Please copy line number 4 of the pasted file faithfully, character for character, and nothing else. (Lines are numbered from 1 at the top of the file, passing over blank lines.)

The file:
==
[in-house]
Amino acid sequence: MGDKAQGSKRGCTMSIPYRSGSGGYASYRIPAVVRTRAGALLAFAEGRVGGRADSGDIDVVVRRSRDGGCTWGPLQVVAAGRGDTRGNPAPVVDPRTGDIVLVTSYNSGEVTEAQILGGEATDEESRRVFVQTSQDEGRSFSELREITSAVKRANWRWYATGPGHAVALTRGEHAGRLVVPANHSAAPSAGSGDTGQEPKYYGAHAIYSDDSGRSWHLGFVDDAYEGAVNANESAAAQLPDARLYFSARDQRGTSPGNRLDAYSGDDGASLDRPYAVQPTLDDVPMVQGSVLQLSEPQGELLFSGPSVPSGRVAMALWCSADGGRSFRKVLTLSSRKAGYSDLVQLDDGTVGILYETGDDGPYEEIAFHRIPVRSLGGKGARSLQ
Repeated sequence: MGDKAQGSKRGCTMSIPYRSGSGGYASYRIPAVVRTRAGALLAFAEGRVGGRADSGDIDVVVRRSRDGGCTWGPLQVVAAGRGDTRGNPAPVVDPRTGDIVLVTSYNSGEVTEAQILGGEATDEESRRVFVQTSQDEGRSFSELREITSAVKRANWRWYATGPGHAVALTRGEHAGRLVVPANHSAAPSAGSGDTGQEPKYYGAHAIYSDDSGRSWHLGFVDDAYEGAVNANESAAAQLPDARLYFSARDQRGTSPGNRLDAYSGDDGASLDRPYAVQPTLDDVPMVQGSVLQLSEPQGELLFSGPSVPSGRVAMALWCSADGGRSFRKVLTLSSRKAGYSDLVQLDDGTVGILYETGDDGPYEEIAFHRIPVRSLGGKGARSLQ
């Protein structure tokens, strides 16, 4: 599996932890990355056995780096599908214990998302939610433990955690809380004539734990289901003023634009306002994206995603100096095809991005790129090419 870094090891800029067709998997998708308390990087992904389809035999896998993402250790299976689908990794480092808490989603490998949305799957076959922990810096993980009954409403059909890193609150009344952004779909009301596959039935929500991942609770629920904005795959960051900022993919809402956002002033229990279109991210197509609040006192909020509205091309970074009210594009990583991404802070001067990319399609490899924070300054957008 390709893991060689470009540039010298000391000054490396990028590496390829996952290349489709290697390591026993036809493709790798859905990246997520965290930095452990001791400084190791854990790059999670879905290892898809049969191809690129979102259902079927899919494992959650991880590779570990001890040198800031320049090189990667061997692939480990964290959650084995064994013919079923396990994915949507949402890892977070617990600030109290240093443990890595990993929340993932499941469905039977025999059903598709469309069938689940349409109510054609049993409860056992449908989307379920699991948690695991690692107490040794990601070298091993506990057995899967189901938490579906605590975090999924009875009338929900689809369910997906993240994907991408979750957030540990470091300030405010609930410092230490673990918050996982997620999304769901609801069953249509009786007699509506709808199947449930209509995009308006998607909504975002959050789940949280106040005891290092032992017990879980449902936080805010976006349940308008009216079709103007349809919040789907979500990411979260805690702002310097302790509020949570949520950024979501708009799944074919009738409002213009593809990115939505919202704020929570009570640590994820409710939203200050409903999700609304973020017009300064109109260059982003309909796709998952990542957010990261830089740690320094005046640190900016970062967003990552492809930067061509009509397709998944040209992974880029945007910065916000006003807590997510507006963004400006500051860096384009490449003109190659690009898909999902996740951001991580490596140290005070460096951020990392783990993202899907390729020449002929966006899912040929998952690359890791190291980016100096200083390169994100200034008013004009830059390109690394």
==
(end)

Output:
């Protein structure tokens, strides 16, 4: 599996932890990355056995780096599908214990998302939610433990955690809380004539734990289901003023634009306002994206995603100096095809991005790129090419 870094090891800029067709998997998708308390990087992904389809035999896998993402250790299976689908990794480092808490989603490998949305799957076959922990810096993980009954409403059909890193609150009344952004779909009301596959039935929500991942609770629920904005795959960051900022993919809402956002002033229990279109991210197509609040006192909020509205091309970074009210594009990583991404802070001067990319399609490899924070300054957008 390709893991060689470009540039010298000391000054490396990028590496390829996952290349489709290697390591026993036809493709790798859905990246997520965290930095452990001791400084190791854990790059999670879905290892898809049969191809690129979102259902079927899919494992959650991880590779570990001890040198800031320049090189990667061997692939480990964290959650084995064994013919079923396990994915949507949402890892977070617990600030109290240093443990890595990993929340993932499941469905039977025999059903598709469309069938689940349409109510054609049993409860056992449908989307379920699991948690695991690692107490040794990601070298091993506990057995899967189901938490579906605590975090999924009875009338929900689809369910997906993240994907991408979750957030540990470091300030405010609930410092230490673990918050996982997620999304769901609801069953249509009786007699509506709808199947449930209509995009308006998607909504975002959050789940949280106040005891290092032992017990879980449902936080805010976006349940308008009216079709103007349809919040789907979500990411979260805690702002310097302790509020949570949520950024979501708009799944074919009738409002213009593809990115939505919202704020929570009570640590994820409710939203200050409903999700609304973020017009300064109109260059982003309909796709998952990542957010990261830089740690320094005046640190900016970062967003990552492809930067061509009509397709998944040209992974880029945007910065916000006003807590997510507006963004400006500051860096384009490449003109190659690009898909999902996740951001991580490596140290005070460096951020990392783990993202899907390729020449002929966006899912040929998952690359890791190291980016100096200083390169994100200034008013004009830059390109690394």